Magellan Telescope
Magellan Telescope revealed details about the Orion nebula (Laird Close and Ya-Lin Wu; NASA, C.R. O'Dell and S.K. Wong)

Astronomers have taken the most detailed highest-resolution photographs of space in history.

For the images, a telescope mirror vibrates 1,000 times per second to counteract atmospheric flickering and produces such high-res photos that a baseball field would be visible on the moon.

Researchers at the University of Arizona, the Arcetri Observatory near Florence, and the Carnegie Observatory have been developing the technology for more than 20 years.

Their camera in the Chilean desert has a 6.5m telescope and is twice as good as previous cameras used to photograph space.

Laird Close, an astronomer at the University of Arizona, said: "It was very exciting to see this new camera make the night sky look sharper than had previously been possible.

"We can, for the first time, make long-exposure images that resolve objects just 0.02 arc seconds across - the equivalent of a dime viewed from more than 100 miles away. At that resolution, you could see a baseball diamond on the moon." An arc second is one 3,600th of a degree.

Yuri Beletsky, Las Campanas Observatory
The camera has captured the highest resolution photos of space ever (Yuri Beletsky, Las Campanas Observatory)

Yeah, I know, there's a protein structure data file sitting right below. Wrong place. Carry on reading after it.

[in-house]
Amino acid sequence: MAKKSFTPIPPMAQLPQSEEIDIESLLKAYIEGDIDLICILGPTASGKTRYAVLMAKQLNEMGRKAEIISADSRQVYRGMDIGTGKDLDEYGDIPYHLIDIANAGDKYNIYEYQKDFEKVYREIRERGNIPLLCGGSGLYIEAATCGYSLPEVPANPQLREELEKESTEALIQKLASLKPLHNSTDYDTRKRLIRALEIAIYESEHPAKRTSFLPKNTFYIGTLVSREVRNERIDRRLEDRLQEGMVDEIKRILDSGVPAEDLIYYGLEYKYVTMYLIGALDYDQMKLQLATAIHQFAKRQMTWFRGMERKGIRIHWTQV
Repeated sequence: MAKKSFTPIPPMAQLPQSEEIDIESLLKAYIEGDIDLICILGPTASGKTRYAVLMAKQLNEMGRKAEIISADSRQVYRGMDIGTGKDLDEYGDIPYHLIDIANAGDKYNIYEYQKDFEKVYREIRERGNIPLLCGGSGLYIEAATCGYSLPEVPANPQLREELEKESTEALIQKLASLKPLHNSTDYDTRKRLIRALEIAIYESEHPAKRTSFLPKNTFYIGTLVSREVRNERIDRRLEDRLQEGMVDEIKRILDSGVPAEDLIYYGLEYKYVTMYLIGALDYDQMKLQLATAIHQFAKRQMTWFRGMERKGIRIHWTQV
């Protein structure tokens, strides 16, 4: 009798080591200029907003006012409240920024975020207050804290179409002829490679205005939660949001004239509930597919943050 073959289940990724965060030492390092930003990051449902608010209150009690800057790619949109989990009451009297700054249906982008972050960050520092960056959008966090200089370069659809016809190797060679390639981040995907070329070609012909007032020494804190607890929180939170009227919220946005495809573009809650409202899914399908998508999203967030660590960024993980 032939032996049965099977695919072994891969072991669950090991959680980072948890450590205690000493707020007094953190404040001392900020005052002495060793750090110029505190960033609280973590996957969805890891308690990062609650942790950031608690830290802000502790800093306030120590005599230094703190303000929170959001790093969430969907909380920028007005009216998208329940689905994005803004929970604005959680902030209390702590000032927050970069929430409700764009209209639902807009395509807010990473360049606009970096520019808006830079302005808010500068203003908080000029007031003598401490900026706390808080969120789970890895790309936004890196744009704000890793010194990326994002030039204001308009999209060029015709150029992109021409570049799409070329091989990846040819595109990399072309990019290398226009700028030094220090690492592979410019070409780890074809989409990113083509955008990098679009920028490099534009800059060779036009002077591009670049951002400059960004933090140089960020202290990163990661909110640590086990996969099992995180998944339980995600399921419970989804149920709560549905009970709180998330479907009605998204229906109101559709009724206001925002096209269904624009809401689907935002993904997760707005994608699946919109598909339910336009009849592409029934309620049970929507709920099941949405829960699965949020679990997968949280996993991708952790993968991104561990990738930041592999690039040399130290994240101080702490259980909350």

The photos are twice as sharp as those produced by the Hubble Space Telescope because its mirror is much larger than Hubble's.

Jared Male, also from the University of Arizona, said the sharpness of the images improves as they move towards shorter wavelengths: "Until now, large telescopes could make the theoretically sharpest photos only in infrared - or long wavelength - light, but our new camera can take photos that are twice as sharp in the visible light spectrum."

To overcome atmospheric turbulence, which causes images to blur, the scientists developed an optics system that floats a very thin curved-glass mirror on a magnetic field 30ft above the telescope's primary mirror.

This mirror can then change its shape 1,000 times each second to counteract the atmosphere's blurring effect.

"As a result, we can see the visible sky more clearly than ever before," Close said. "It's almost like having a telescope with a 21ft mirror in space."